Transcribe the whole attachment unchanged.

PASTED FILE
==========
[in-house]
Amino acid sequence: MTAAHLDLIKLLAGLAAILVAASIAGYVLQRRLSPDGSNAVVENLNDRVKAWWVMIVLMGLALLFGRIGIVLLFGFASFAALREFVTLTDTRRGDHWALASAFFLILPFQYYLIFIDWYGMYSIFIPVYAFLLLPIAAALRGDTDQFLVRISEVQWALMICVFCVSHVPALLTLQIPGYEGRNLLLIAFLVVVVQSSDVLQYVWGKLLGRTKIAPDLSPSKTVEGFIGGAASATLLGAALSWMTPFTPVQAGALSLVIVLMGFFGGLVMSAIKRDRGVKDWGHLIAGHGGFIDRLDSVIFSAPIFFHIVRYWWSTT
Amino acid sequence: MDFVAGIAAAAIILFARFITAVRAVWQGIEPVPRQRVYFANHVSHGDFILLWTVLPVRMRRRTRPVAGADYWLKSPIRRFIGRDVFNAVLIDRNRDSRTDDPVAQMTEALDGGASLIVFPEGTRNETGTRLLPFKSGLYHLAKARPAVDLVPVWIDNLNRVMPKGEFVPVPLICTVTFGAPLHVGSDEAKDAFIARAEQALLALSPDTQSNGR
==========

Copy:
[in-house]
Amino acid sequence: MTAAHLDLIKLLAGLAAILVAASIAGYVLQRRLSPDGSNAVVENLNDRVKAWWVMIVLMGLALLFGRIGIVLLFGFASFAALREFVTLTDTRRGDHWALASAFFLILPFQYYLIFIDWYGMYSIFIPVYAFLLLPIAAALRGDTDQFLVRISEVQWALMICVFCVSHVPALLTLQIPGYEGRNLLLIAFLVVVVQSSDVLQYVWGKLLGRTKIAPDLSPSKTVEGFIGGAASATLLGAALSWMTPFTPVQAGALSLVIVLMGFFGGLVMSAIKRDRGVKDWGHLIAGHGGFIDRLDSVIFSAPIFFHIVRYWWSTT
Amino acid sequence: MDFVAGIAAAAIILFARFITAVRAVWQGIEPVPRQRVYFANHVSHGDFILLWTVLPVRMRRRTRPVAGADYWLKSPIRRFIGRDVFNAVLIDRNRDSRTDDPVAQMTEALDGGASLIVFPEGTRNETGTRLLPFKSGLYHLAKARPAVDLVPVWIDNLNRVMPKGEFVPVPLICTVTFGAPLHVGSDEAKDAFIARAEQALLALSPDTQSNGR